At the well: go call your husband

SamaritanWomanAtTheWell16 Jesus said to her, “Go call your husband and come back.” 17 The woman answered and said to him, “I do not have a husband.” Jesus answered her, “You are right in saying, ‘I do not have a husband.’ 18 For you have had five husbands, and the one you have now is not your husband. What you have said is true.” 19 The woman said to him, “Sir, I can see that you are a prophet. 20 Our ancestors worshiped on this mountain; but you people say that the place to worship is in Jerusalem.” 21 Jesus said to her, “Believe me, woman, the hour is coming when you will worship the Father neither on this mountain nor in Jerusalem. 22 You people worship what you do not understand; we worship what we understand, because salvation is from the Jews. 23 But the hour is coming, and is now here, when true worshipers will worship the Father in Spirit and truth; and indeed the Father seeks such people to worship him. 24 God is Spirit, and those who worship him must worship in Spirit and truth.” 25 The woman said to him, “I know that the Messiah is coming, the one called the Anointed; when he comes, he will tell us everything.” 26 Jesus said to her, “I am he, the one who is speaking with you.”

Go call your husband. Jesus introduces a new topic in v.16 possibly to provide a fresh angle on his identity. In vv.7-15, his invitation to the woman was couched in the metaphor of living water; in vv.16-18, Jesus’ invitation will be grounded in the woman’s own life. Continue reading

At the well: give me a drink

SamaritanWomanAtTheWellConversations between Jesus and the Sa­maritan woman (Jn 4:7-26). The dialogue between Jesus and the Samaritan woman consists of thirteen exchanges, one of the longest dialogues in the Gospel. It divides into two sections, each section introduced by a request/command by Jesus: (I ) vv.7-15 (“Give me a drink”); (2) vv.16-26 (“Go, call your husband”).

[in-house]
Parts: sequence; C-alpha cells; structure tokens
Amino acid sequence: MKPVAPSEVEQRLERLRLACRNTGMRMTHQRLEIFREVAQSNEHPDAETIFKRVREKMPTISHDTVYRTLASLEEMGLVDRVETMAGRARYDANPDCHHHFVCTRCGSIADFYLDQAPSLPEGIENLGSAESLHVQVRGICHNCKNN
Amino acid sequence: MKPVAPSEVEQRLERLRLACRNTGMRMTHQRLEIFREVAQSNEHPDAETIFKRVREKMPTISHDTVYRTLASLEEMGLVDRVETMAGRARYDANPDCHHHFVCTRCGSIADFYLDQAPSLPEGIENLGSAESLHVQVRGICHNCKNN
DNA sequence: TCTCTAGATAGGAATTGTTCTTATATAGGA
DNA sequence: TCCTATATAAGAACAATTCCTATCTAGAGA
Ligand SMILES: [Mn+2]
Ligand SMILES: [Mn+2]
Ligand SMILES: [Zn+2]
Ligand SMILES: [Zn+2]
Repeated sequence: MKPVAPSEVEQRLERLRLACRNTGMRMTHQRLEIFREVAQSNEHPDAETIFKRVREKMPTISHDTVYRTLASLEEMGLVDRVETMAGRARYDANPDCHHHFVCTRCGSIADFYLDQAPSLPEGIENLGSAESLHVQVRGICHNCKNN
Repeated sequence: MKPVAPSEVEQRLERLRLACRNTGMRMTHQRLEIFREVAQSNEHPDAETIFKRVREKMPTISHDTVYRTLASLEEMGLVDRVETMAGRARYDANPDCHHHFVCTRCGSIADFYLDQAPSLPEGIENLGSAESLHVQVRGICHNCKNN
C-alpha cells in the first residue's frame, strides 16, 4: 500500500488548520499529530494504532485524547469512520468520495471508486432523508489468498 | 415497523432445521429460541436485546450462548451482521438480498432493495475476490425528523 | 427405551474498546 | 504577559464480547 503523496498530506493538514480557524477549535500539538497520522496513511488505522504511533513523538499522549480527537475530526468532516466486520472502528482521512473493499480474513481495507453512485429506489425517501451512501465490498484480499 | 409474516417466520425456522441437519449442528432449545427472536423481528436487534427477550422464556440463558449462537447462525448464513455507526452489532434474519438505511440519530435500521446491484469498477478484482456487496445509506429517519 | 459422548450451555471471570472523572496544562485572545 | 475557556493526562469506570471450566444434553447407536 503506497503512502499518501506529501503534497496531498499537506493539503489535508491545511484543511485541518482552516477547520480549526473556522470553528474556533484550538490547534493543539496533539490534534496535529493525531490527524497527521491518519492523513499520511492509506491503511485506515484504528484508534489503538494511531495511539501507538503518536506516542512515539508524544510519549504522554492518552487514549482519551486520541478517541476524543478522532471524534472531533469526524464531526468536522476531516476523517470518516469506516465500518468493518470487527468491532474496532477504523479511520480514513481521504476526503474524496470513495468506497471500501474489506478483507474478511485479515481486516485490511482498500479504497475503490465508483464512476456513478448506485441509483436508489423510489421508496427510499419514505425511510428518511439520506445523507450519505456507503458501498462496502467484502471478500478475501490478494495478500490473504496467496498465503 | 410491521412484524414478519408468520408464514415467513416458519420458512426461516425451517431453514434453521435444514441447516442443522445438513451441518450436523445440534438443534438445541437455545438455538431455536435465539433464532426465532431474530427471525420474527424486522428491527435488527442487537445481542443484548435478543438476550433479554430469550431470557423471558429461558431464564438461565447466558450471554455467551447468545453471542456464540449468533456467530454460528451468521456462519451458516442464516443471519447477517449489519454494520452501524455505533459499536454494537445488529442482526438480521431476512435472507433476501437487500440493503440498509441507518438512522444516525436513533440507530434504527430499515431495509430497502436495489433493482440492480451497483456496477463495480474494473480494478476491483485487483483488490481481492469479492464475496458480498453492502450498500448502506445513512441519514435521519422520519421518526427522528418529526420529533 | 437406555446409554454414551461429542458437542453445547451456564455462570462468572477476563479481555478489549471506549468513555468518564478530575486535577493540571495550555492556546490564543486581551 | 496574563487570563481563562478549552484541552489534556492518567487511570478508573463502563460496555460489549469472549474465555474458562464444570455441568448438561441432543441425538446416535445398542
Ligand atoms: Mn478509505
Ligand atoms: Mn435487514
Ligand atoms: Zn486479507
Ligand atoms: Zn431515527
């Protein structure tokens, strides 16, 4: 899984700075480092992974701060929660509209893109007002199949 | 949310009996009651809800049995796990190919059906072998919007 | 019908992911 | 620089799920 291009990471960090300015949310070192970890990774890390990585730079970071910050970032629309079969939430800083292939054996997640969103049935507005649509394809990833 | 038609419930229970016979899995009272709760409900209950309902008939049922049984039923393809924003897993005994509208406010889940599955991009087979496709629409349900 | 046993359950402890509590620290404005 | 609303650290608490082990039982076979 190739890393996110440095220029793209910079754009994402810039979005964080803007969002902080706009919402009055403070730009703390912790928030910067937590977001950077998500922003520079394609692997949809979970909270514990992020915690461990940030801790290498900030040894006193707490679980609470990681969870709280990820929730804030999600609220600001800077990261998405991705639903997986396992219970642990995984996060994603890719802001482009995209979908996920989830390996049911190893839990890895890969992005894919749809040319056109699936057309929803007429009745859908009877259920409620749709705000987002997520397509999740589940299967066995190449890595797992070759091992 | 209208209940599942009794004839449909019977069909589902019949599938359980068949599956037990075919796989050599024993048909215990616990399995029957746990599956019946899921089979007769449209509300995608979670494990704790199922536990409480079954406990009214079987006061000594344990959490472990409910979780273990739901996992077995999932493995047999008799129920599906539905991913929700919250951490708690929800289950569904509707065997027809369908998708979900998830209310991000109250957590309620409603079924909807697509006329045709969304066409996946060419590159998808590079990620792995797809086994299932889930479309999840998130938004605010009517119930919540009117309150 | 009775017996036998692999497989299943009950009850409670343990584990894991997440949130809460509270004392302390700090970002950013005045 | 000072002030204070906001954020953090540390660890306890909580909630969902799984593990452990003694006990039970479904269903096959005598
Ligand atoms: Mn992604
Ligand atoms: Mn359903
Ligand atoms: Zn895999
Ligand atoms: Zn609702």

7 A woman of Samaria came to draw water. Jesus said to her, “Give me a drink.” 8 His disciples had gone into the town to buy food. 9 The Samaritan woman said to him, “How can you, a Jew, ask me, a Samaritan woman, for a drink?” (For Jews use nothing in common with Samaritans.) 10 Jesus answered and said to her, “If you knew the gift of God and who is saying to you, ‘Give me a drink,’ you would have asked him and he would have given you living water.” 11 (The woman) said to him, “Sir, you do not even have a bucket and the cistern is deep; where then can you get this living water? 12 Are you greater than our father Jacob, who gave us this cistern and drank from it himself with his children and his flocks?” 13 Jesus answered and said to her, “Everyone who drinks this water will be thirsty again; 14 but whoever drinks the water I shall give will never thirst; the water I shall give will become in him a spring of water welling up to eternal life.” 15 The woman said to him, “Sir, give me this water, so that I may not be thirsty or have to keep coming here to draw water.” Continue reading